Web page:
Prior to joining the Evans School, Kate received an Master of Science in Natural Resources and Environment from the University of Michigan. Her research centers on the emergence, spread, and outcomes of cooperative marine resource management. Kate is supported by the University of Washington’s IGERT Program on Ocean Change.
Kate’s interest in marine resource management that balances human activities with ecological concerns stems from a decade spent above and below the waters surrounding a small Thai island. Those ten years provided a compelling demonstration of the consequences of a lack of proactive marine resource management: sedimentation of nearby reefs, and visible loss of biodiversity from local dive sites, went hand-in-hand with the increasing wealth of the local population. Subsequent work in Belize and Micronesia have provided Kate with further perspective on the effects of development, habitat degradation, and overfishing on coastal populations and ecosystems.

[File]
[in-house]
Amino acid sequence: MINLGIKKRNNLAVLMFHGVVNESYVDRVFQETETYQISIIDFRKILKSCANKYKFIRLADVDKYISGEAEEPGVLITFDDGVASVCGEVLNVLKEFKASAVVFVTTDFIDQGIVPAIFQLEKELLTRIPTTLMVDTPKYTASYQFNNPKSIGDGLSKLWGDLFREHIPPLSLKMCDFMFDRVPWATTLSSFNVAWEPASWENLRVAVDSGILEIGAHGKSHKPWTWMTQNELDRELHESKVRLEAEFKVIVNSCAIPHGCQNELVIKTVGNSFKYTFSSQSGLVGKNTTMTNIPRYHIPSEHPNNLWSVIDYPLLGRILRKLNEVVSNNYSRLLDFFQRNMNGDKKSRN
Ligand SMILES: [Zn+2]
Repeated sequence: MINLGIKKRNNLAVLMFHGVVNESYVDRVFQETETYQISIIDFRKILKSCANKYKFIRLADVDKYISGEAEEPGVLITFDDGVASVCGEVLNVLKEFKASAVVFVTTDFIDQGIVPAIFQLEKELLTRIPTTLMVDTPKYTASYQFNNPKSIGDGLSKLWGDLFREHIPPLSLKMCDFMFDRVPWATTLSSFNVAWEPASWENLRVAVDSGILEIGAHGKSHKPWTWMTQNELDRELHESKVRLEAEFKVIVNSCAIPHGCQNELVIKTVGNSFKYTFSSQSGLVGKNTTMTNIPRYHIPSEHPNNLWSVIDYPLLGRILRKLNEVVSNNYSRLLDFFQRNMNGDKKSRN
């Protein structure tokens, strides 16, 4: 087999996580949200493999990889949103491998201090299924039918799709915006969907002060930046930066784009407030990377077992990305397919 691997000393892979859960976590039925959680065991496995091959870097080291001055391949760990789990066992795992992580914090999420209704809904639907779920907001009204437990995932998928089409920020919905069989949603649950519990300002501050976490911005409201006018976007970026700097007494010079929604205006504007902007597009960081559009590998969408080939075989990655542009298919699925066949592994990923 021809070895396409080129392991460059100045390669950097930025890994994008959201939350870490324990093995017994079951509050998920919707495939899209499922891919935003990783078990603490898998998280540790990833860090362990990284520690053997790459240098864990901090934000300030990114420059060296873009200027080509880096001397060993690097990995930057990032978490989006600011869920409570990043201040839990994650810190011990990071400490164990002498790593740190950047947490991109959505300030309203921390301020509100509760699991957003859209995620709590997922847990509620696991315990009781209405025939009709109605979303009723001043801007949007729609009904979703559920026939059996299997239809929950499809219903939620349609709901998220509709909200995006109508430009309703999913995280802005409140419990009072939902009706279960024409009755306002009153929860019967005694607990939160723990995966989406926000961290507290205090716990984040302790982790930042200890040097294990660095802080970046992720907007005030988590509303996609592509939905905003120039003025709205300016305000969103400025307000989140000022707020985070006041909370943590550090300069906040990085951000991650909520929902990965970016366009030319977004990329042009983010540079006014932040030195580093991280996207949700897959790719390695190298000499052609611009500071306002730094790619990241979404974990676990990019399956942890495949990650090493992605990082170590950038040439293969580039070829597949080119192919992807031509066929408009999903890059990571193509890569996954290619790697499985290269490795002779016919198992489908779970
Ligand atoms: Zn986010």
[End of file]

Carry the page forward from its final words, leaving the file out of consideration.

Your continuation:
Balanced marine resource management requires understanding the links between human and natural systems, and actively working across disciplinary divides. Time, money, and political will for management are limited. Understanding what constitutes sustainable, successful marine management, and what management decisions can get us there, are key to the future of our communities and our oceans. Doctoral work with the Evans School of Public Policy and Governance, complemented by the even broader multi-disciplinary opportunities offered by the IGERT Program in Ocean Change, provide Kate with an ideal venue in which to follow her passion to help answer these questions.